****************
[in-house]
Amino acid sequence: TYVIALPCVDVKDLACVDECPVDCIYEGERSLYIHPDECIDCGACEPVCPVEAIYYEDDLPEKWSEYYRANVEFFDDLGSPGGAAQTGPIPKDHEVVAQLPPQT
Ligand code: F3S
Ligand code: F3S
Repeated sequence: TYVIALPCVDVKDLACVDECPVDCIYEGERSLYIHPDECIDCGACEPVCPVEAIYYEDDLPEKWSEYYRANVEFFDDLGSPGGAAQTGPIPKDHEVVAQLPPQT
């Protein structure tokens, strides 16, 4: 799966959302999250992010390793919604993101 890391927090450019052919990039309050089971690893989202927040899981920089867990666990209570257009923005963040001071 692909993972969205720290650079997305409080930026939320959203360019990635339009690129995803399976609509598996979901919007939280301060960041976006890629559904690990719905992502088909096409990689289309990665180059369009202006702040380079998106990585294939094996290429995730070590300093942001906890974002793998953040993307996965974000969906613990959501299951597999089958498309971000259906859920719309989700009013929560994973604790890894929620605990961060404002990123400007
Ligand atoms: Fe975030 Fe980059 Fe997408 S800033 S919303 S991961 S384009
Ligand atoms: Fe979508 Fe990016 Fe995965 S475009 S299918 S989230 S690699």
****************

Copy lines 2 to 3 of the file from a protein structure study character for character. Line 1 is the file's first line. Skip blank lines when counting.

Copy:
Amino acid sequence: TYVIALPCVDVKDLACVDECPVDCIYEGERSLYIHPDECIDCGACEPVCPVEAIYYEDDLPEKWSEYYRANVEFFDDLGSPGGAAQTGPIPKDHEVVAQLPPQT
Ligand code: F3S